These past few years, you just answered "yes" and changed the subject. I had gone from being "your dog" to "just a dog," and you resented every expenditure on my behalf.

Now, you have a new career opportunity in another city, and you and they will be moving to an apartment that does not allow pets. You've made the right decision for your "family," but there was a time when I was your only family. I was excited about the car ride until we arrived at the animal shelter. It smelled of dogs and cats, of fear, of hopelessness. You filled out the paperwork and said "I know you will find a good home for her."

They shrugged and gave you a pained look. They understand the realities facing a middle-aged dog, even one with "papers." You had to pry your son's fingers loose from my collar as he screamed "No, Daddy! Please don't let them take my dog!" And I worried for him, and what lessons you had just taught him about friendship and loyalty, about love and responsibility, and about respect for all life. You gave me a good-bye pat on the head, avoided my eyes, and politely refused to take my collar and leash with you. You had a deadline to meet and now I have one, too.

After you left, the two nice ladies said you probably knew about your upcoming move months ago and made no attempt to find me another good home.

They shook their heads and asked "How could you?"

They are as attentive to us here in the shelter as their busy schedules allow. They feed us, of course, but I lost my appetite days ago. At first, whenever anyone passed my pen, I rushed to the front, hoping it was you- that you had changed your mind-that this was all a bad dream ... or Ihoped it would at least be someone who cared, anyone who might save me.

When I realized I could not compete with the frolicking for attention of happy puppies, oblivious to their own fate, I retreated to a far corner and waited.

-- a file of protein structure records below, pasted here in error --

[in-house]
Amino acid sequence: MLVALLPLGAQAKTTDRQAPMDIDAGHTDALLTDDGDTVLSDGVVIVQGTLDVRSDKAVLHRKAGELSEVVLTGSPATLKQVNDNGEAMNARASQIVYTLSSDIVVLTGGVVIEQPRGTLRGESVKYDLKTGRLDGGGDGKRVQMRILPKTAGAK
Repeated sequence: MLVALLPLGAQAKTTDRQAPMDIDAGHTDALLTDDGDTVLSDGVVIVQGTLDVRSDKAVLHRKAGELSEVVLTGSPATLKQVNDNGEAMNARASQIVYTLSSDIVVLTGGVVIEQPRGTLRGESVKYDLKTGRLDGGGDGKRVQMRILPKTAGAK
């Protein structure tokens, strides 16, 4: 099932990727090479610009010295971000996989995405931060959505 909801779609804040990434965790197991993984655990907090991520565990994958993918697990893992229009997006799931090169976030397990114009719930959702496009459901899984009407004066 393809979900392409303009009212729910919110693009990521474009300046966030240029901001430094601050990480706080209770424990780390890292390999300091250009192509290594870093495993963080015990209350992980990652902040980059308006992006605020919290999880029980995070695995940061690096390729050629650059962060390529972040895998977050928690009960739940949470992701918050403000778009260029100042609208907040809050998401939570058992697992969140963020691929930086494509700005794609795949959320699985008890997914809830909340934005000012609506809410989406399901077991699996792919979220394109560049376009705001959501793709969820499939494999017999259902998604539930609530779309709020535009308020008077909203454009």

I heard her footsteps as she came for me at the end of the day, and I padded along the aisle after her to a separate room. A blissfully quiet room.

She placed me on the table and rubbed my ears, and told me not to worry. My heart pounded in anticipation of what was to come, but there was also a sense of relief. The prisoner of love had run out of days. As is my nature, I was more concerned about her.

The burden which she bears weighs heavily on her, and I know that, the same way I knew your every mood. She gently placed a tourniquet around my foreleg as a tear ran down her cheek. I licked her hand in the same way I used to comfort you so many years ago. She expertly slid the hypodermic needle into my vein. As I felt the sting and the cool liquid coursing through my body, I lay down sleepily, looked into her kind eyes and murmured "How could you?"

Perhaps because she understood my dogspeak, she said "I'm so sorry." She hugged me, and hurriedly explained it was her job to make sure I went to a better place, where I wouldn't be ignored or abused or abandoned, or have to fend for myself-a place of love and light so very different from this earthly place. And with my last bit of energy, I tried to convey to her with a thump of my tail that my "How could you?" was not directed at her.

It was you, My Beloved Master, I was thinking of. I will think of you and wait for you forever.

May everyone in your life continue to show you so much loyalty.

Tuesday, September 20, 2011


Because of variations among breeds' ears—some are pointy, others floppy—a dog's ears are a little harder to read, but in general, the same principles for cats apply. "When your dog is relaxed, comfortable and under no stress, her ears will be held in the natural position. When your dog is alert and watching something closely, her ears will be raised and turned to whatever she is paying attention to," says Dr. Burch. In addition, she says, if the ears are gently pulled back, it’s a “sign of a friendly greeting.” If the ears are completely pulled down and back, however, your pooch is most likely feeling afraid.